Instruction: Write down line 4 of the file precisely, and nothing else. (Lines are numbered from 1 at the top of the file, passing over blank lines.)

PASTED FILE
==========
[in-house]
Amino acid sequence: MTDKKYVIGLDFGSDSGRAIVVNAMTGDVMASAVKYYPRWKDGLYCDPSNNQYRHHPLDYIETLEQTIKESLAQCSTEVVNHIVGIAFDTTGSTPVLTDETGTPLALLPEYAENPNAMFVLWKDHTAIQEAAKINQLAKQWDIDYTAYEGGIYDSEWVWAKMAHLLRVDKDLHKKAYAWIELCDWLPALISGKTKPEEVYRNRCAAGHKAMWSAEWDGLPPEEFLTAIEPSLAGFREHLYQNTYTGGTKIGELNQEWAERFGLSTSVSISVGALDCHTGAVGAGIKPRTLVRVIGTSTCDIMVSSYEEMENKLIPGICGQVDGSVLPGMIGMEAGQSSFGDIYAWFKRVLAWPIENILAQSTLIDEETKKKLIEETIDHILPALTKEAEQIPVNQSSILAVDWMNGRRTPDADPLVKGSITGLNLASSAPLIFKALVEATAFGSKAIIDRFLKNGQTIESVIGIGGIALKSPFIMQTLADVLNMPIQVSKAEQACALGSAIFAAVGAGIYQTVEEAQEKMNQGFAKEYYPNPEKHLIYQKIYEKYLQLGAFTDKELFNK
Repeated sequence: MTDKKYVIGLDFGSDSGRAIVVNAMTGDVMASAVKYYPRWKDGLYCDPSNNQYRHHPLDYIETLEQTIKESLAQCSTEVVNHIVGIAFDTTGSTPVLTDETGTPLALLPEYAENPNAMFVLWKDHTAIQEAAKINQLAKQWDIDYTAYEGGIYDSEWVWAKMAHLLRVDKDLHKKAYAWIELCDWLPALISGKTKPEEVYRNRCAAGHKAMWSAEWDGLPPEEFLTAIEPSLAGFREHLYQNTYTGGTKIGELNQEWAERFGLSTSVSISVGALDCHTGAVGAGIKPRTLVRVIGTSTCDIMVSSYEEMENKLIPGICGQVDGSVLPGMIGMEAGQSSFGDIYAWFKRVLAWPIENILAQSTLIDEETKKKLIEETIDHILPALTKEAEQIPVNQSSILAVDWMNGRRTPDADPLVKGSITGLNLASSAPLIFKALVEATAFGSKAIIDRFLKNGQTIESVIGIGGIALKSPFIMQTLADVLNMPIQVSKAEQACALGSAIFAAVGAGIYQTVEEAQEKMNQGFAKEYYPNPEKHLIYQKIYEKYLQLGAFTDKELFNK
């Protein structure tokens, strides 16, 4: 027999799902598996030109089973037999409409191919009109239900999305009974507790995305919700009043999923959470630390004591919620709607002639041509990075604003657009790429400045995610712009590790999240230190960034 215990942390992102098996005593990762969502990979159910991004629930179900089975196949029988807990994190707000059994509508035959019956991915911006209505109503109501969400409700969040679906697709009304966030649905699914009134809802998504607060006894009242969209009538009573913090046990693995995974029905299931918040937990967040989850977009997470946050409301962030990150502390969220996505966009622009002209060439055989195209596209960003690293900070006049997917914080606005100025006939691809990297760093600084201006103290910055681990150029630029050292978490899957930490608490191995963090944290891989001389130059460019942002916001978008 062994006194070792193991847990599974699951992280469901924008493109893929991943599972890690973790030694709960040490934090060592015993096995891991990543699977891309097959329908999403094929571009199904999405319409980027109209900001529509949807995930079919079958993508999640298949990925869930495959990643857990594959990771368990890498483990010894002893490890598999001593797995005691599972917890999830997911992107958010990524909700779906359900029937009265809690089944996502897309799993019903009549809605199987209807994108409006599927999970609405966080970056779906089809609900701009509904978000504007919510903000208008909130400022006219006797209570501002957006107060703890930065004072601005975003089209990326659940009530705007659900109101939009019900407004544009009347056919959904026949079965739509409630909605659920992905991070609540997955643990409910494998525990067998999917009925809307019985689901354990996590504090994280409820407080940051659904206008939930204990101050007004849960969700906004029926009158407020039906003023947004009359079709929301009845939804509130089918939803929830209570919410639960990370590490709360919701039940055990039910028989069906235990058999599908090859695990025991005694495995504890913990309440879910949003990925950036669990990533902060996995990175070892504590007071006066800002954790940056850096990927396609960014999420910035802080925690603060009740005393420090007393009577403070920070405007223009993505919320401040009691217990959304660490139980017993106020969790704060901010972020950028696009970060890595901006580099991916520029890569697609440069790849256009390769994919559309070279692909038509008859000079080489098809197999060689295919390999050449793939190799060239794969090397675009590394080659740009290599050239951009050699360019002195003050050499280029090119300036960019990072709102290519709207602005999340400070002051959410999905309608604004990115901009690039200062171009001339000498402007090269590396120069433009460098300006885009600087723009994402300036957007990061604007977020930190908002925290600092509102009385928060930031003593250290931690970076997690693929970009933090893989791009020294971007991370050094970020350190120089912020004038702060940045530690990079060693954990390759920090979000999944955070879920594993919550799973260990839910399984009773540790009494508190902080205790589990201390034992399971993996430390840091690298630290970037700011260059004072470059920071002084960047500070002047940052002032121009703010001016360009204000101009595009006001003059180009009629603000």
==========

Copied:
């Protein structure tokens, strides 16, 4: 027999799902598996030109089973037999409409191919009109239900999305009974507790995305919700009043999923959470630390004591919620709607002639041509990075604003657009790429400045995610712009590790999240230190960034 215990942390992102098996005593990762969502990979159910991004629930179900089975196949029988807990994190707000059994509508035959019956991915911006209505109503109501969400409700969040679906697709009304966030649905699914009134809802998504607060006894009242969209009538009573913090046990693995995974029905299931918040937990967040989850977009997470946050409301962030990150502390969220996505966009622009002209060439055989195209596209960003690293900070006049997917914080606005100025006939691809990297760093600084201006103290910055681990150029630029050292978490899957930490608490191995963090944290891989001389130059460019942002916001978008 062994006194070792193991847990599974699951992280469901924008493109893929991943599972890690973790030694709960040490934090060592015993096995891991990543699977891309097959329908999403094929571009199904999405319409980027109209900001529509949807995930079919079958993508999640298949990925869930495959990643857990594959990771368990890498483990010894002893490890598999001593797995005691599972917890999830997911992107958010990524909700779906359900029937009265809690089944996502897309799993019903009549809605199987209807994108409006599927999970609405966080970056779906089809609900701009509904978000504007919510903000208008909130400022006219006797209570501002957006107060703890930065004072601005975003089209990326659940009530705007659900109101939009019900407004544009009347056919959904026949079965739509409630909605659920992905991070609540997955643990409910494998525990067998999917009925809307019985689901354990996590504090994280409820407080940051659904206008939930204990101050007004849960969700906004029926009158407020039906003023947004009359079709929301009845939804509130089918939803929830209570919410639960990370590490709360919701039940055990039910028989069906235990058999599908090859695990025991005694495995504890913990309440879910949003990925950036669990990533902060996995990175070892504590007071006066800002954790940056850096990927396609960014999420910035802080925690603060009740005393420090007393009577403070920070405007223009993505919320401040009691217990959304660490139980017993106020969790704060901010972020950028696009970060890595901006580099991916520029890569697609440069790849256009390769994919559309070279692909038509008859000079080489098809197999060689295919390999050449793939190799060239794969090397675009590394080659740009290599050239951009050699360019002195003050050499280029090119300036960019990072709102290519709207602005999340400070002051959410999905309608604004990115901009690039200062171009001339000498402007090269590396120069433009460098300006885009600087723009994402300036957007990061604007977020930190908002925290600092509102009385928060930031003593250290931690970076997690693929970009933090893989791009020294971007991370050094970020350190120089912020004038702060940045530690990079060693954990390759920090979000999944955070879920594993919550799973260990839910399984009773540790009494508190902080205790589990201390034992399971993996430390840091690298630290970037700011260059004072470059920071002084960047500070002047940052002032121009703010001016360009204000101009595009006001003059180009009629603000």